U.S. disregarding Latin America

Candidate Obama pledged to pursue aggressive diplomacy in Latin America from day one. President Obama has failed on that promise.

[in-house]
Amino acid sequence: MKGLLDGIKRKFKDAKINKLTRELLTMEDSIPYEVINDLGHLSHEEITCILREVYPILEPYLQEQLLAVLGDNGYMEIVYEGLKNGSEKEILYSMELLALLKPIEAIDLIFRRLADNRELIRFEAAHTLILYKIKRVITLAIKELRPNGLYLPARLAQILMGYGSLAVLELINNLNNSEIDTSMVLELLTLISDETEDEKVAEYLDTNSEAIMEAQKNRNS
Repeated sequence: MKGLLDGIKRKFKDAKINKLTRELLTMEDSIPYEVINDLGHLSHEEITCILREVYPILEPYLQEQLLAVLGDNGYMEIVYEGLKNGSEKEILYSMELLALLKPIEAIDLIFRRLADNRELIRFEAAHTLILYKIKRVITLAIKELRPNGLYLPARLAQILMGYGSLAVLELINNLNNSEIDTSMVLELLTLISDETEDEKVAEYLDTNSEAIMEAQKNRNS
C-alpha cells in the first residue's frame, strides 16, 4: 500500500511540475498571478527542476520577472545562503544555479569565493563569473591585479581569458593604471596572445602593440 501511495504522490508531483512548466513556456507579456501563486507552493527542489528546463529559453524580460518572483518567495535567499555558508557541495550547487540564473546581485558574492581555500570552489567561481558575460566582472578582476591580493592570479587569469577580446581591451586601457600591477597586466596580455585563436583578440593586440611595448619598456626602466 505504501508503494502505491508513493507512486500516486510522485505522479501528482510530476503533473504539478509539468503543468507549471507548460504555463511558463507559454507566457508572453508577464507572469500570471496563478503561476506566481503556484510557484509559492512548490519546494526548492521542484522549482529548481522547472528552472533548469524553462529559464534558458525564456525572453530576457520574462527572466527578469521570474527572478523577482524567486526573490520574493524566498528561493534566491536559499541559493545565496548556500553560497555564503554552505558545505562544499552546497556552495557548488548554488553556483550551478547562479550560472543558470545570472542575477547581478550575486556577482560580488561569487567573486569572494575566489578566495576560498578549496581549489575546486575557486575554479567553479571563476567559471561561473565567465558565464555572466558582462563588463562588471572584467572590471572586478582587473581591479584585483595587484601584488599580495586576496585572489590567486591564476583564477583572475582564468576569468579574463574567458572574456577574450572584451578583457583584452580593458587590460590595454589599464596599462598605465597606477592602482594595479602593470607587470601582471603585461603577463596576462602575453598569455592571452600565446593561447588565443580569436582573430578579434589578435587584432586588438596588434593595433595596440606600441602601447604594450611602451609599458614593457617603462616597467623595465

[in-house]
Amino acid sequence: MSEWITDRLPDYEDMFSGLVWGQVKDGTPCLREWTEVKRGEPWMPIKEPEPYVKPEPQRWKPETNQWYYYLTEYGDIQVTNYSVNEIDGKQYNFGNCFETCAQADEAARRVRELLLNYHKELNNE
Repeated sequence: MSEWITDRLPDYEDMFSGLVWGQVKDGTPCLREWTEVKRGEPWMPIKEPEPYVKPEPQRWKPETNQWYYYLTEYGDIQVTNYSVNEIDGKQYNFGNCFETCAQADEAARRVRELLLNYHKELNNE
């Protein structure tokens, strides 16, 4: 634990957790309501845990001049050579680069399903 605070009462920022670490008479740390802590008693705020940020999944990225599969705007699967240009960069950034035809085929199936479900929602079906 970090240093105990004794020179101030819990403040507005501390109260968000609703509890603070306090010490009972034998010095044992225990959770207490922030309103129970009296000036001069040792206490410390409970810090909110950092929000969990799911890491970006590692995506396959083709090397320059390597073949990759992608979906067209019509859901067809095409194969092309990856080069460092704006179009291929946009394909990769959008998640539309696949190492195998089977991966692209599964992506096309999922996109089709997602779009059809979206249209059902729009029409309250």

In developing AmericaâÄôs foreign policy over the last few months, the Obama administration has extended its hand to a number of different countries. Secretary of State Hillary Clinton has already made two trips, the first to Asia and the second to Europe, to assure nations of continued alliance with the United States. This pursuit of closer global ties is promising and will start the crucial process of mending the rifts created by the previous administration. Conspicuously lacking in AmericaâÄôs foreign-policy plans, however, is its own neighbor: Latin America. In a speech at a Cuban American National Foundation luncheon in May last year, then-presidential candidate Barack Obama promised to âÄúpursue aggressive, principled and sustained diplomacy in the Americas from Day One.âÄù As he explained then, âÄúMy policy towards the Americas will be guided by the simple principle that whatâÄôs good for the people of the Americas is good for the United States.âÄù Since then, plans for diplomacy in Latin America have largely fallen by the wayside. The first Western Hemispheric country to receive attention from the United States was not Mexico, but Canada. It is questionable as to why Obama chose to personally acknowledge the needs of Canada first when other countries in our part of the world have much more pressing needs. Indeed, AmericaâÄôs track record in Latin America leaves something to be desired. The recent expulsion of a U.S. diplomat from Ecuador is a case in point. The diplomat was expelled on the grounds that his alleged interference âÄúundermine[d] the jurisdiction and powers of national authorities able to make decisions regarding who should lead a special investigations unit.âÄù The U.S. Department of State countered that the United States has had peaceful, nonintrusive relations with the country. Regardless of whether the United States is guilty of the accusations, the scandalâÄôs message sends negative signals to the rest of Latin America. This is not the kind of positive image the United States ought to be cultivating with Latin American countries. At any rate, helping its southerly neighbors is in AmericaâÄôs own best interests. In a dramatic turn of events, MexicoâÄôs drug war seems to be spilling over into Arizona. Recent Mexican-linked abductions in Phoenix are clear examples of the consequences of failing to stabilize the region. Reuters reported that Washington has pledged to give Mexico helicopters, surveillance aircraft, inspection equipment and police training under a $1.4 billion plan to beat the cartels in Mexico and Central America. Such supportive acts are the type that Latin America needs. America should not wait to intercede in Latin American affairs until it directly affects the United States. Latin American leaders are willing to work with Obama. Even President Hugo Chavez of Venezuela has been overwhelmingly positive, saying that, âÄúIf he wants to converse with the Venezuelans, we are here at the order without conditions.âÄù And, in a recent letter to Obama, 300 regional experts wrote that âÄúU.S. prestige in the region is now at a historic low âĦ Our hope is that you will embrace the opportunity to inaugurate a new period of hemispheric understanding and collaboration for the common welfare.âÄù There is therefore no reason for U.S. diplomacy in Latin America to be withheld. Obama should send diplomats to Latin America to capitalize on the goodwill Latin American leaders have evinced toward Obama and to assure the people there that they are, indeed, important to U.S. foreign policy. It is in the best interest of both the United States and Latin America that cooperative measures are taken to strengthen Latin American economies and reduce crime. That said, a deeper dialogue between the nations should begin with all due speed. This column, accessed via UWire, was originally published in the Harvard Crimson at Harvard University. Please send comments to [email protected]